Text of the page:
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The Bytewriter

Pushing for You

The news (and ads) you want without the digging.

Every since the March Wired came out, declaring that pushing is the future—timed to compliment Wired's entrance into the world of push - every new media column has talked about it. And the Bytewriter will be no exception.

So, on to some old school pulling....

In case you've been surfing the tube and not the Net, you might not be familiar with the push concept. For those who have, feel free to jump ahead.

When the old and new media VPs and VIPs got together at the Internet World 1997 convention, they debated for days about what they saw push as being. Each had a glorious vision that differed from the other's. (With his tongue firmly planted in his cheek, the business manager of The Wall Street Journal, Tom Baker, said: "We're experimenting with some push technologies that print information out on paper so we can drop it every morning on your driveway.") Still, the concept isn't that complex. Think of it as email composed of Web pages and multimedia content. In fact, an early (circa 1994) form of pushing was the San Jose Mercury Time's NewsHound, which sent selected news stories via email.

Two years later, a California push pioneer named PointCast changed the rules of the game and got a lot of online attention because of it. The app carries news from a variety of sources, including: The Boston Globe, CNN Interactive, Reuters, and now Wired. Before receiving the content, you choose what type of stories you want. From then on, PointCast wakes up and logs onto your ISP as often as you ask it to.

PointCast is attracting attention because it's the first of the new push apps and it has replaced ad banners with 30-second commercials. And right now, any model that makes money on the Net is a model worth studying. Or owning: rumours spread on the Net that Rupert Murdoch's News Corp. was in negotiations to buy PointCast for between $350 million and $450 million (he's not).

Even Microsoft (which is merging Windows95 and its Internet Explorer browser into its new Active Desktop platform) has a partnership with PointCast. Together they've released a new push "standard" called the Channel Definition Format. While the CDF is not an "official" standard yet, 30 new media companies have already endorsed it.

Others have moved to secure their own push services: Netscape is packaging its new browser with a collection of different push-esque programs; and Marimba—a company started by four of Java's creators — have developed Castanet, which is an app for pushing "channels" of content.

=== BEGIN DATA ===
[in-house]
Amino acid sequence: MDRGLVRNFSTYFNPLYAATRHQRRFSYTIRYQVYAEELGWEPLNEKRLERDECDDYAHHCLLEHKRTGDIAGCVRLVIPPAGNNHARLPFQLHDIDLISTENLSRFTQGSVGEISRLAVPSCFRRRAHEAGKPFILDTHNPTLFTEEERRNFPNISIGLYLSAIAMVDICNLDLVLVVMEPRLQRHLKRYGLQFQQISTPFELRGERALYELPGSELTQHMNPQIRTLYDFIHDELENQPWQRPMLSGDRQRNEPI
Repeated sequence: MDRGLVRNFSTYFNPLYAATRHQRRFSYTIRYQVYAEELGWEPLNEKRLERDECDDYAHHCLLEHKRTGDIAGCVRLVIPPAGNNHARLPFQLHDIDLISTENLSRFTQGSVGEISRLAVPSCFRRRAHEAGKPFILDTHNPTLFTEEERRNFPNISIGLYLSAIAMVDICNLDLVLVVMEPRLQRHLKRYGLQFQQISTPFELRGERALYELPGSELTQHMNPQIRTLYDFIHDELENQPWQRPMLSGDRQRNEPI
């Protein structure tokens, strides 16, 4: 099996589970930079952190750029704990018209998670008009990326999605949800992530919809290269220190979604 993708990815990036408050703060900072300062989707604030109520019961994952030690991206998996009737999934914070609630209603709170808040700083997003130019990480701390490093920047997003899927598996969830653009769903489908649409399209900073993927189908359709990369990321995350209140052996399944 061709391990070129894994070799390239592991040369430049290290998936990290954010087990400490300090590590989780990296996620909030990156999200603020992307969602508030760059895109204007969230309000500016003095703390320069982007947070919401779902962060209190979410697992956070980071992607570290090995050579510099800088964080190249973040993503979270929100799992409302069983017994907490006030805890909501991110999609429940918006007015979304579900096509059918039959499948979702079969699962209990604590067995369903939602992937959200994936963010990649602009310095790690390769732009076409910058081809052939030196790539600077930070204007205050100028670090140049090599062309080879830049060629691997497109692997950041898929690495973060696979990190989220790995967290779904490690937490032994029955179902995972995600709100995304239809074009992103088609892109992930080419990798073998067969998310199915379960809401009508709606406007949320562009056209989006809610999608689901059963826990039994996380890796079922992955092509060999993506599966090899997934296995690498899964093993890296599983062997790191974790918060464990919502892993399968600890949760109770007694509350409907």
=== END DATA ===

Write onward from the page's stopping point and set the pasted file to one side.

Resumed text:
These emerging push technologies are being created by American companies, which in itself is not bad. But Canadian media must ensure their content fills at least some of the domestic push channels. The Globe and Mail is the only Canadian company so far to ensure its place in the push universe. It acquired the rights to PointCast in Canada last September.

With PointCast Canada, the "viewer" gets the same basic channels as the U.S. subscribers, as well as content from Canadian Corporate News and The Globe and Mail. And now Canada's national paper, through the encouragement of PointCast, is looking to expand its online reporting staff. With a dedicated staff, the Globe plans to update its news stories throughout the day.

The importance of having a consistently updated news source is apparent. And push services on the Net can act like an individualized news service, stamped with the name brand prestige of the old media. More importantly, with CDF, such services can be easily set up to earn revenue for the news organization. Having a push channel would strengthen a site's market share and net.prestige and would allow media companies to earn money from the channel's advertising revenue.

New media sites that use pushing to disseminate Canadian news will be able to get breaking stories to their audience in a matter of seconds. These breaking stories can direct the reader to a more detailed story on the main Web site. That last step is important, because supplanting traditional Web content with push media would just be a feeble copy of TV.

Eventually, using American technology to push Canadian news stories could become a steady stream of revenue for our domestic media.

The Bytewriter will be doing a number of columns about pushing over the next few months. Look for columns about the CDF standard, the implications of push technology on the browser, and mini-profiles on the major players.